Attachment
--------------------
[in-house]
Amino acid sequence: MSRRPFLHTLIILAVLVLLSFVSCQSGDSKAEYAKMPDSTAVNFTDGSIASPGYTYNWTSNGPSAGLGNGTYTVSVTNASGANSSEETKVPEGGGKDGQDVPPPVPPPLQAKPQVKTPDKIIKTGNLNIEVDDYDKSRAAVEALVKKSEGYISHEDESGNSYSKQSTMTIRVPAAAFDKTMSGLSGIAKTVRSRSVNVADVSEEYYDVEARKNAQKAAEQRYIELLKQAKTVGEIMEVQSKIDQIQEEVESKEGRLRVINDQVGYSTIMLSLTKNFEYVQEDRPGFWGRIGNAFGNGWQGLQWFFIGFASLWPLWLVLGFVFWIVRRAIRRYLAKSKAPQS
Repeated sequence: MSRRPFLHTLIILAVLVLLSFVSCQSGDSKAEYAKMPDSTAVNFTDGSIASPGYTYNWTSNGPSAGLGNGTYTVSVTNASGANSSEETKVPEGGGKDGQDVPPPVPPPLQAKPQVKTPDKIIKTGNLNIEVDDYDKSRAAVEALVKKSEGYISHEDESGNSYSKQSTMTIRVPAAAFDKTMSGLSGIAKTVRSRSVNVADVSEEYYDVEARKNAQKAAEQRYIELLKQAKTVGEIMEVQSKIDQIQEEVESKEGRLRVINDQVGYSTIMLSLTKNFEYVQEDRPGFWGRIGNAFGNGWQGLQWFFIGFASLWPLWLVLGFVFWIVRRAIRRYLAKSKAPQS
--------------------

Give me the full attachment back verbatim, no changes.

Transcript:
[in-house]
Amino acid sequence: MSRRPFLHTLIILAVLVLLSFVSCQSGDSKAEYAKMPDSTAVNFTDGSIASPGYTYNWTSNGPSAGLGNGTYTVSVTNASGANSSEETKVPEGGGKDGQDVPPPVPPPLQAKPQVKTPDKIIKTGNLNIEVDDYDKSRAAVEALVKKSEGYISHEDESGNSYSKQSTMTIRVPAAAFDKTMSGLSGIAKTVRSRSVNVADVSEEYYDVEARKNAQKAAEQRYIELLKQAKTVGEIMEVQSKIDQIQEEVESKEGRLRVINDQVGYSTIMLSLTKNFEYVQEDRPGFWGRIGNAFGNGWQGLQWFFIGFASLWPLWLVLGFVFWIVRRAIRRYLAKSKAPQS
Repeated sequence: MSRRPFLHTLIILAVLVLLSFVSCQSGDSKAEYAKMPDSTAVNFTDGSIASPGYTYNWTSNGPSAGLGNGTYTVSVTNASGANSSEETKVPEGGGKDGQDVPPPVPPPLQAKPQVKTPDKIIKTGNLNIEVDDYDKSRAAVEALVKKSEGYISHEDESGNSYSKQSTMTIRVPAAAFDKTMSGLSGIAKTVRSRSVNVADVSEEYYDVEARKNAQKAAEQRYIELLKQAKTVGEIMEVQSKIDQIQEEVESKEGRLRVINDQVGYSTIMLSLTKNFEYVQEDRPGFWGRIGNAFGNGWQGLQWFFIGFASLWPLWLVLGFVFWIVRRAIRRYLAKSKAPQS